USDA wildlife service deer cull program makes some Michigan

spectr17

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Plan to use hired guns to harvest deer is making sportsmen uneasy

By Judy Toomey, Cadilla News Staff Writer

March 26, 2002

CADILLAC — Government employees wearing night-vision goggles, carrying guns equipped with silencers and shooting deer on Michigan farms under the cover of darkness.

It’s a image that’s making some sportsmen nervous — and one the U.S. Department of Agriculture is trying to combat.

Last year, the USDA’s Wildlife Services Program launched an effort to help combat the spread of bovine tuberculosis, a disease which also infects deer and is threatening Michigan’s cattle industry.

The initiative allows farmers within a 30-mile radius of areas where outbreaks of the disease have occurred to request a bovine TB control permit allowing them to eradicate deer on their properties outside of the traditional hunting season.

Farmers unwilling or unable to harvest the deer themselves are given the option of having the Wildlife Services Program provide hired guns to do the shooting.
While the program was originally intended primarily to combat bovine TB in the northeastern Lower Peninsula, where the most cases have been reported, farmers in other areas where bovine TB-positive deer have been reported — including Osceola County — also are eligible to participate.

The program has come to the attention of the Michigan United Conservation Club, which is planning a special meeting at 7:30 p.m. Thursday at the Hillman Community Center in Hillman, near Alpena, to seek answers from the USDA and Michigan Department of Natural Resources.

“We’re trying to get information as to what is going on,” said MUCC spokesman Dennis Fox. “A number of clubs have contacted us about rumors. They’re hearing about sharpshooters harvesting deer. Any time you have to hire people to harvest deer, obviously it raises concerns for our membership.”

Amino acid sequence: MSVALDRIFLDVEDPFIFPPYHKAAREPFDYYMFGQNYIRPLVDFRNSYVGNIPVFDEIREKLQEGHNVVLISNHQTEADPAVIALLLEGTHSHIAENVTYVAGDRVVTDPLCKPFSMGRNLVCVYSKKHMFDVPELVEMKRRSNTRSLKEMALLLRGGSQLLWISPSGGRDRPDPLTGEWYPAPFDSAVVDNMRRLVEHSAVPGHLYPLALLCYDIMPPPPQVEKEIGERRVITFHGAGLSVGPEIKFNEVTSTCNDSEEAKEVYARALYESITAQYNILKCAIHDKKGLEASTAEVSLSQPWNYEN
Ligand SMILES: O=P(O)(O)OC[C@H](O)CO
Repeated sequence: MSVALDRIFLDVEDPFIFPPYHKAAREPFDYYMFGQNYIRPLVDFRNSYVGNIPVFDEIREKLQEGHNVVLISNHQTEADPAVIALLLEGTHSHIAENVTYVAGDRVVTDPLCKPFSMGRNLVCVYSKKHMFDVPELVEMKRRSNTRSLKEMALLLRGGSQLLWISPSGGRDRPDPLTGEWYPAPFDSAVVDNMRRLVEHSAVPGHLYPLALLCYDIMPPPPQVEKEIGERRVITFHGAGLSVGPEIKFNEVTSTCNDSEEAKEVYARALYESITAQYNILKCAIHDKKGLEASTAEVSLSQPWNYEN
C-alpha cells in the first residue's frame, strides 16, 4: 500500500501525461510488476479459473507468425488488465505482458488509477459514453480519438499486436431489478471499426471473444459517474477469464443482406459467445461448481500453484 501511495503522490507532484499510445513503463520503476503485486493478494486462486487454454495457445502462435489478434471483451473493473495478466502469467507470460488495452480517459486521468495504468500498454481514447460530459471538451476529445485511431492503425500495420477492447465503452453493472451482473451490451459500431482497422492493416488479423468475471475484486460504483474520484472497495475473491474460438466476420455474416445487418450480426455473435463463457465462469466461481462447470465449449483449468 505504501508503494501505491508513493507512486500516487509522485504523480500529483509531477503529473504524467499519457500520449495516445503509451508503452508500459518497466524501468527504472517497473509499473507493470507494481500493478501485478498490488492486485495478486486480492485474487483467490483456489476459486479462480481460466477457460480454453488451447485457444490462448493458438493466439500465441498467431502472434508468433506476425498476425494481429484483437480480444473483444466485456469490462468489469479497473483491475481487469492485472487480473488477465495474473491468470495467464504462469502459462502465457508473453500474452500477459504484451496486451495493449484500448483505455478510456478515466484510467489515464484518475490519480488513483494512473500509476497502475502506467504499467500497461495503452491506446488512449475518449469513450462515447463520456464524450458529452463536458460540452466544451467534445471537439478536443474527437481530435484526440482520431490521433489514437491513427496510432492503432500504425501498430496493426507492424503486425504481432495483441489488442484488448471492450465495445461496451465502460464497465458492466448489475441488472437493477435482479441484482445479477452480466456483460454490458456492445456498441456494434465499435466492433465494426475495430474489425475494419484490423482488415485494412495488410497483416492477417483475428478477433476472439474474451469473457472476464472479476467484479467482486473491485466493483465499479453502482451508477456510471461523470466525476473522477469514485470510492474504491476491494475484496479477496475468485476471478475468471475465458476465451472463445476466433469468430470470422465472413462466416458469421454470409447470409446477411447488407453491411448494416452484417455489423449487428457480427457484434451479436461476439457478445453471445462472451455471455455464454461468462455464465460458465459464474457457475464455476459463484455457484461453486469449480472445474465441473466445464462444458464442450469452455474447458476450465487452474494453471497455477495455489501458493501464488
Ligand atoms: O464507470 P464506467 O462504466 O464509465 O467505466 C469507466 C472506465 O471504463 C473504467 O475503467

Pete Butchko, state director of the Wildlife Services Program, said concerns are being blown out of proportion.

“There are some suspicions we are doing this in an uncontrolled fashion, like a SWAT team, but that couldn’t be further from the truth,” said Butchko.
In fact, since the eradication program was implemented last spring, only two farmers have sought assistance from the USDA. A total of six deer have been harvested, Butchko said.

He believes the rumors about night-vision goggles and guns equipped with silencers began because the department may have used those tactics to eliminate some captive deer from a Presque Isle deer farm where an outbreak of bovine TB occurred.
Whenever bovine TB is discovered in a cattle herd or among captive deer, the entire herd is depopulated, Butchko said.

In the case of the Presque Isle farm, most of the captive deer were simply shot. However, a few became wary and resisted slaughter, posing difficulties for the officials.
“I honestly don’t know if we used night-vision enhancement or not,” Butchko said.
Butchko indicated the harvests are conducted by USDA staffers. Most will take place in spring, before groups of deer have dispersed for the summer. Harvests won’t be conducted during hunting season in order to avoid conflicts with hunters, Butchko said.
He indicated it is the intent of the program to focus on mature animals. “Younger deer are not as likely (to have bovine TB). Our intent is to reduce the risk of transmission of the disease between cattle and deer, so we would avoid fawns and look at mature animals,” Butchko said.

Farmers who obtain the bovine TB control permits also can do the shooting themselves, or seek assistance from friends or family members.
“We are just one option producers can use to help eradicate the disease in Michigan,” Butchko said.

For more information about Thursday’s meeting, contact the MUCC at (517) 346-6487.
Farmers who would like additional information about the eradication program may call the Michigan Department of Agriculture at ((517) 336-1928.
 



troll

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Six deer that could have gone to six families.  If they want them dead, they should extend the season or increase limits.
 


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